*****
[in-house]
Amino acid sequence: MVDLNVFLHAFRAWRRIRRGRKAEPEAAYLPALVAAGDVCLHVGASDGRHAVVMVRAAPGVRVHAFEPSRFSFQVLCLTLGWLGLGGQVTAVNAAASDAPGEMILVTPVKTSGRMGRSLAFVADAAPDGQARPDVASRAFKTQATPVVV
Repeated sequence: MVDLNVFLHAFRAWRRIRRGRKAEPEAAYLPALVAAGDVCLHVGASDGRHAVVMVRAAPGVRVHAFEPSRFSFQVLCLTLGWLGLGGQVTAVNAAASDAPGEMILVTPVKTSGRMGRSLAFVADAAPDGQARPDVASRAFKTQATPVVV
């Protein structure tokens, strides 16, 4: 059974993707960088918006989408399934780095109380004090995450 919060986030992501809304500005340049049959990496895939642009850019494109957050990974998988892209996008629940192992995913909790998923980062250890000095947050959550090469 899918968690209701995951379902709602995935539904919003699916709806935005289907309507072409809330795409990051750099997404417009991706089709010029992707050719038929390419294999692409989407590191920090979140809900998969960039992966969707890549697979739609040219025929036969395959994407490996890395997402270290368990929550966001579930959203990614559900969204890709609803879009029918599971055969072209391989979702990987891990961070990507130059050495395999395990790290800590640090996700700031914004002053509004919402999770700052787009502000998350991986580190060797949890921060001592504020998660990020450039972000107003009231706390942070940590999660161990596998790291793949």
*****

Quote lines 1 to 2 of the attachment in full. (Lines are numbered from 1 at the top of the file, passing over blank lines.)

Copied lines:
[in-house]
Amino acid sequence: MVDLNVFLHAFRAWRRIRRGRKAEPEAAYLPALVAAGDVCLHVGASDGRHAVVMVRAAPGVRVHAFEPSRFSFQVLCLTLGWLGLGGQVTAVNAAASDAPGEMILVTPVKTSGRMGRSLAFVADAAPDGQARPDVASRAFKTQATPVVV